Bertolt Brecht

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Can you analyze The Informer by Bertolt Brecht?

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There's lots to analyze in Bertolt Brecht's chilling one-act play The Informer. You can discuss how the play upends typical power dynamics. Karl and his wife are fearful of their maid and their own son. You could also write about how the worries of Karl and his wife connect to contemporary issues.

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There's so much to discuss in Bertolt Brecht's chilling one-act play The Informer, so we should not have trouble trying to write about it at length.

Let's start with how The Informer upends the normal child-parent dynamic. In a usual relationship, in a non-totalitarian society, we think it's safe to say that if anyone is scared of anyone, it's the child who’s fearful of their parents. It's the parent who typically has the capacity to discipline and punish the child.

Yet in Brecht's play, it's reversed. The parents are fearful of their child. He has the power to punish them by telling Nazi authorities about the criticisms his father has been making.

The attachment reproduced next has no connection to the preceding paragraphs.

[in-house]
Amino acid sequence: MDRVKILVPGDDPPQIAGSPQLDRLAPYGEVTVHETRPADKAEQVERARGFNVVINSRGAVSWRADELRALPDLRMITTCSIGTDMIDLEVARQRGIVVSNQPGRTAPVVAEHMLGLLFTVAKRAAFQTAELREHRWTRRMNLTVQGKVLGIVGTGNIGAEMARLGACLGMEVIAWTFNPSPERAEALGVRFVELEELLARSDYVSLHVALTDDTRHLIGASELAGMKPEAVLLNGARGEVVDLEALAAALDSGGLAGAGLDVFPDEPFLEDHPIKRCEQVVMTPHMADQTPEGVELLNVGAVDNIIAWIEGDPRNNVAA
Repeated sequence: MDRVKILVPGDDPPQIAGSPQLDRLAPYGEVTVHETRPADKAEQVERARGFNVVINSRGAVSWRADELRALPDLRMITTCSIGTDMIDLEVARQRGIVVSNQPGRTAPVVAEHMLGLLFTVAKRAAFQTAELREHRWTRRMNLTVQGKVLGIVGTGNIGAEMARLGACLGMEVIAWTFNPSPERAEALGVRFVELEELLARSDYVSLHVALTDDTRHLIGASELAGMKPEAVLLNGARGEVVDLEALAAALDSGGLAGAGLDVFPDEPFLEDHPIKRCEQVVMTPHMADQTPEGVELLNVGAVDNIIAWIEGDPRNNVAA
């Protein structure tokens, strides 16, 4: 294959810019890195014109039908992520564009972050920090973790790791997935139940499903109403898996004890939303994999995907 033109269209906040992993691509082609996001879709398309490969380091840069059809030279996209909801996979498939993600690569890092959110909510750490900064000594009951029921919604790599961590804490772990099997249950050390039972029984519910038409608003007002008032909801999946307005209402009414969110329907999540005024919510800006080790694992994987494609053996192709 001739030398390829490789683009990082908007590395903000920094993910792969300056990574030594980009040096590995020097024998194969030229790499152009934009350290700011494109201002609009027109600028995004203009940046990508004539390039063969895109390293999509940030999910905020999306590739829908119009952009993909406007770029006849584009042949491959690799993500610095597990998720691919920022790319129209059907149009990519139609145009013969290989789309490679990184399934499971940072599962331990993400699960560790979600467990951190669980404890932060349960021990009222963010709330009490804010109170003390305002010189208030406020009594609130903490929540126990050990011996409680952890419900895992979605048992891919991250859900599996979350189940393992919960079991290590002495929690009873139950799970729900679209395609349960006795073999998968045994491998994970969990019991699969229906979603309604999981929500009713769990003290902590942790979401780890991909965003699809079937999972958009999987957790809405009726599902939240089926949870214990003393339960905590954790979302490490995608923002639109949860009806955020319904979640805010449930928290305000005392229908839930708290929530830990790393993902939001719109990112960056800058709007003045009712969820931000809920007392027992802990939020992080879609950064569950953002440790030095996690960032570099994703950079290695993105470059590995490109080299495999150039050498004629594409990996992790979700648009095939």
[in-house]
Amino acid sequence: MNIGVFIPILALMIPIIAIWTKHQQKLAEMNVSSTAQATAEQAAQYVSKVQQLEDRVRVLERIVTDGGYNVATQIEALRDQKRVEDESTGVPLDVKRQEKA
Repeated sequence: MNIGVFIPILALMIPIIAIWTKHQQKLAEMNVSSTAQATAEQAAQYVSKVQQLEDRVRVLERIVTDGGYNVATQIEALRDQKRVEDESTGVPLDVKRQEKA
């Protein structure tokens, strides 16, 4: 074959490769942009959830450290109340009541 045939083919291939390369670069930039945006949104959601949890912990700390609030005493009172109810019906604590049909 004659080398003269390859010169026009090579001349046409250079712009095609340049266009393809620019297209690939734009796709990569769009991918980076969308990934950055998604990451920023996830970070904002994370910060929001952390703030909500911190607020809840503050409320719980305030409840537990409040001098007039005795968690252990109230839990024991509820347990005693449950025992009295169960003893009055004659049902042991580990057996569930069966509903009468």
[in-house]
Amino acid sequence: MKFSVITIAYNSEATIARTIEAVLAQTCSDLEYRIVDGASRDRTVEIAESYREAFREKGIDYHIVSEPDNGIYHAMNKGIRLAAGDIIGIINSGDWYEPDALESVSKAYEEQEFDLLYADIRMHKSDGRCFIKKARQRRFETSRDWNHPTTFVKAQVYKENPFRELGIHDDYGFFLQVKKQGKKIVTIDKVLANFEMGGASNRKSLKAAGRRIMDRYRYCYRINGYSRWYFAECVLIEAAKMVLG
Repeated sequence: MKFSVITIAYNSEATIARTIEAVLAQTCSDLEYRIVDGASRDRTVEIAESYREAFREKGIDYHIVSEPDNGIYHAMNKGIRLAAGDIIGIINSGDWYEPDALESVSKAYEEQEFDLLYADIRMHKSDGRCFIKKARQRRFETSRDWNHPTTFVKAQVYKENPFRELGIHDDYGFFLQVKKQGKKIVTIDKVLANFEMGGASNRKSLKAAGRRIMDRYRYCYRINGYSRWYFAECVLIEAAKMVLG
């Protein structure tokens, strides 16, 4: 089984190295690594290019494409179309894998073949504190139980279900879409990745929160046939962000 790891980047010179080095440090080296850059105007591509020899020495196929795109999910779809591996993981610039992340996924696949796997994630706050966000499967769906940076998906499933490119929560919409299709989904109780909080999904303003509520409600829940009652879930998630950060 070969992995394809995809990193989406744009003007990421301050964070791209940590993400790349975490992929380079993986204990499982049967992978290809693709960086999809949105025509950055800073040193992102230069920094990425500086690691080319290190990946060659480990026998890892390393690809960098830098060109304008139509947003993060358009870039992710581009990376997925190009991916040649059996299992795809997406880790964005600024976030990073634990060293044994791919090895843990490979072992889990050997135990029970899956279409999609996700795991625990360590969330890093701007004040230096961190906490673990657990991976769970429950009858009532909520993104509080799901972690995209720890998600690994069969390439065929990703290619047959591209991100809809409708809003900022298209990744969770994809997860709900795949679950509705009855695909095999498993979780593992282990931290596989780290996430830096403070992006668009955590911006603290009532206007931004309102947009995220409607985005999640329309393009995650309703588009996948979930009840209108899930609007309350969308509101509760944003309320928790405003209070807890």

Of course, it's not just their child they’re fearful of, it's also their maid. "Must we have a maid whose father is Block Warden?" asks the husband. Though the maid is their employee, she could be said to have more power because of her father's role as the official Nazi supervisor for their neighborhood.

After you talk about how The Informer scrambles usual parent-child power dynamics, you might want to talk about how The Informer upsets the normal power balance between domestic workers and their employees.

If you want to analyze The Informer in a way that brings in what's happening today, you might want to compare the paranoia and the lack of privacy in the play with the kind of paranoia and lack of privacy that people experience today due to social media and technology.

There's been lots written on the totalitarian aspects of technology and social media. Think about how worried people get—and how much trouble they get in—when something they say on social media is supposedly misinterpreted. Does that not link to Karl's concerns?

Karl declares, "Within my own four walls, I can make whatever remarks I please." We know that this isn't true for him. But is it true for us? In our own homes, in our own personal spaces, are we able to say and do what we want without fear of it becoming public and/or tracked and recorded by a tech corporation?

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